“One of the most fruitful areas of learner language research has focused on the variation that arises from the disparity between classroom contexts and natural situations outside language classes. As researchers have examined instructed second language acquisition (Ellis 1990b, 1997; Doughty 1991; Buczowska & Weist 1991), it has become apparent not only that instruction makes a difference in learners’ success rates but also that the classroom context itself explains a great deal of variability in learners’ output” (pg. 230).

How does this fit within your context-a non-English speaking country? What happens to the “disparity between classroom contexts and natural situations outside language classes”?

Another consideration in error analysis is fossilization. Fossilization occurs when a learner consistently uses an incorrect form until that form becomes a more permanent part of his/her language output. Have you experienced this? Have any of your students experienced this? Part of the reason fossilization occurs is that the language learner receives positive feedback, both cognitively and affectively even after making an error, causing that error to become fossilized. Knowing that such positive feedback promotes fossilization, how can you try to prevent fossilization in your students?

When focusing on error correction, something to consider is the value of form-focused instruction. According to our textbook, form-focused instruction is: “‘any pedagogical effort which is used to draw the learners’ attention to language form either implicitly or explicitly’ (1997:73)” (pg. 233).

The best way to do FFI (form-focused instruction) is to focus on helping students learn the correct forms communicatively and to do error correction, but not overdo it. One suggestion is to avoid interrupting students to correct them, and instead correcting them after the task is finished. Another suggestion is to use explicit instruction with simple stuff and implicit instruction with more complex stuff. This makes sense, because we do not want students to become bogged down with rules. At the end of the day, it all depends on the students. FFI works with some students better than others.

Now we come to the treatment of errors (pg. 235). Here are a few suggestions as to the best way to go about dealing with errors:

Don’t do so much error correction that students just shut down. Don’t do too little, either, or fossilization may occur.

Don’t correct too many local errors. Definitely correct global errors, because those are errors that make the meaning difficult to comprehend.

With error correction, it all depends on the context-what are you focusing on in class? What type of activity is it? What are your lesson objectives and unit goals? Is it a local or a global error? Please see the “Basic Options” and “Possible Features” on page 238 as you consider how to address errors in your classroom. You know your students and what works and what doesn’t work with them. The way you handle error correction depends on the learners’ learning style, the type of error, the context in which the error was uttered, etc. In other words, error correction is not “black and white”.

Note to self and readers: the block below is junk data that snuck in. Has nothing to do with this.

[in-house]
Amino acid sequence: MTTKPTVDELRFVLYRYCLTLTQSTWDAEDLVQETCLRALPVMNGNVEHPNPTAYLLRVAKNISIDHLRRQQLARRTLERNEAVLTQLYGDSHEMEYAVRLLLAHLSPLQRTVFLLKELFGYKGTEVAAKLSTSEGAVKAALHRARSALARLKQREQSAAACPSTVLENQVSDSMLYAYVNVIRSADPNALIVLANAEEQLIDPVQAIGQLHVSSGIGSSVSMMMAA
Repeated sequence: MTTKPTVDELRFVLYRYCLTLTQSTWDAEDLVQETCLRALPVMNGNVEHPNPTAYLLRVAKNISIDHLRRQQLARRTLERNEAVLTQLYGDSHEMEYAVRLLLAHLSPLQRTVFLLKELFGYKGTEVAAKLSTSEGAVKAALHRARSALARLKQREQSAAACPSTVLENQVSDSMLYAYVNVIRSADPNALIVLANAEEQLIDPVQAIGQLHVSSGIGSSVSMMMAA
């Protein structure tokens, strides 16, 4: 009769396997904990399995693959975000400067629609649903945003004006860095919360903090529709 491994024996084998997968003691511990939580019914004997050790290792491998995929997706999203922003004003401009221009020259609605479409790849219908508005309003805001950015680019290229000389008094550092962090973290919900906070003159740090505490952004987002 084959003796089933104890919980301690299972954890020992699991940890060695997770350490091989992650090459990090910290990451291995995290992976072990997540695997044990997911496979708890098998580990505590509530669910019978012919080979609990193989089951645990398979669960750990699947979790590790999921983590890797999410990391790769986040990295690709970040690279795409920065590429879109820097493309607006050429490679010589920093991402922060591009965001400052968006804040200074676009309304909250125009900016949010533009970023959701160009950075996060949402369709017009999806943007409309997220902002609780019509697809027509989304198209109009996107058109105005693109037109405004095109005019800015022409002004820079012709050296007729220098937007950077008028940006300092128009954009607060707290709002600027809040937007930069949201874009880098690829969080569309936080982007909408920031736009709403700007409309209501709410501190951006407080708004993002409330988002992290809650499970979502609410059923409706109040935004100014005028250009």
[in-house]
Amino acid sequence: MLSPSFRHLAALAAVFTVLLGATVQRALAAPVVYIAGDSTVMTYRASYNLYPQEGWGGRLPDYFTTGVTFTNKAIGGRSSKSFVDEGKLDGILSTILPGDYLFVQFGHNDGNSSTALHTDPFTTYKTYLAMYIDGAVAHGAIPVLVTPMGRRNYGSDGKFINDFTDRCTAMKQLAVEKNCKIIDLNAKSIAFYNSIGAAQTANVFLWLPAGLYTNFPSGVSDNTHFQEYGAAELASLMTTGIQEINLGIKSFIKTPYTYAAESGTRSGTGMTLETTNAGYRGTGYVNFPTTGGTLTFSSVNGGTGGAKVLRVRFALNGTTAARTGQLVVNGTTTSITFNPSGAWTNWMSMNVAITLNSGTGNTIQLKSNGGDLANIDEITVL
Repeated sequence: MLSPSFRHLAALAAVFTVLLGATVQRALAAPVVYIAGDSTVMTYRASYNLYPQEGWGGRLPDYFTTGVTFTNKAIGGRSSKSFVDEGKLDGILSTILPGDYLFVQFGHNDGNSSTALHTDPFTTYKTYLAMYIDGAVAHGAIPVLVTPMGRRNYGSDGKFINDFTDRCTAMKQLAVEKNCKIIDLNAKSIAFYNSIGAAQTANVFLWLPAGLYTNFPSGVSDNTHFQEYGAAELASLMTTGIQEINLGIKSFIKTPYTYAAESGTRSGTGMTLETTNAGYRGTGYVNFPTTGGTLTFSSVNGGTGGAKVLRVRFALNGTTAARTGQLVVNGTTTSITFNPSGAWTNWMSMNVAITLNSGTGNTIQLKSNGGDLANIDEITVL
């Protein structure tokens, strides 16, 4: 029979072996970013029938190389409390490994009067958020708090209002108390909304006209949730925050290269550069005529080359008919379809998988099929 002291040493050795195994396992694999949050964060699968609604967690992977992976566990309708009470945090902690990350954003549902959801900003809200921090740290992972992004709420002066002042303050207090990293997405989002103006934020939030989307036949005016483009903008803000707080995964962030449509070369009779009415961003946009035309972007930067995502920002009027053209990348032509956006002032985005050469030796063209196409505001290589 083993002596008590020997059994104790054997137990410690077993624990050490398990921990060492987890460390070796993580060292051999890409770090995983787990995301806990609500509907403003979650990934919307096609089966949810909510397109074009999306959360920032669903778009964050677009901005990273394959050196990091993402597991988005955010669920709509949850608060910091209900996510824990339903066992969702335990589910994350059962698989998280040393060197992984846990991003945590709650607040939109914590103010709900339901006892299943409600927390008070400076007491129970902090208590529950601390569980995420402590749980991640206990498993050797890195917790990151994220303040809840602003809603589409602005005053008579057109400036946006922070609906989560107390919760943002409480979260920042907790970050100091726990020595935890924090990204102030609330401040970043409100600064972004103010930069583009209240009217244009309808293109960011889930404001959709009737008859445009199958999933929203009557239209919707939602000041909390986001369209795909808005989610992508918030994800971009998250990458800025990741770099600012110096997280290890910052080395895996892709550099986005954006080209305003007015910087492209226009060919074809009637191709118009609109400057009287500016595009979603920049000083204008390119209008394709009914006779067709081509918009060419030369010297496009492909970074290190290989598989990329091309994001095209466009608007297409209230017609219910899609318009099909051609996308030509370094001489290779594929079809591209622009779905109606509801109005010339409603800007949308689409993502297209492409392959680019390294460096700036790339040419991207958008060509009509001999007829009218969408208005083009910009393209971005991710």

Directions for Chapter 8 Lecture

Hello students! I am about to post your interactive lecture for Chapter 8. In the lecture, you will find several discussion questions. I would like you to pick 3 of those questions to answer, and post your answer at the end of the lecture. You may answer any 3 of the questions in the lecture. You may also comment on other students' posts. Please let me know if you have any questions or technical difficulties.

Friday, June 19, 2009

Chapter 10 Lecture: The Beginning

In developing a theory of SLA, one must first define some key concepts. In Chapter 1 of our textbook (which I did not include in your Course Reader) the author defines the concepts of language, learning, and teaching:

“Language is systematic. Language is a set of arbitrary symbols. Those symbols are primarily vocal, but may also be visual. The symbols have conventionalized meanings to which they refer.
Language is used for communication. Language operates in a speech community or culture.
Language is essentially human, although possibly not limited to humans. Language is acquired by all people in much the same way; language and language learning both have universal characteristics” (Brown, pg. 5)

“Learning is acquisition or ‘getting’. Learning is retention of information or skill. Retention implies storage systems, memory, cognitive organization. Learning involves active, conscious focus on and acting upon events outside or inside the organism. Learning is relatively permanent but subject to forgetting. Learning involves some form of practice, perhaps reinforced practice. Learning is a change of behavior” (Brown, pg. 7)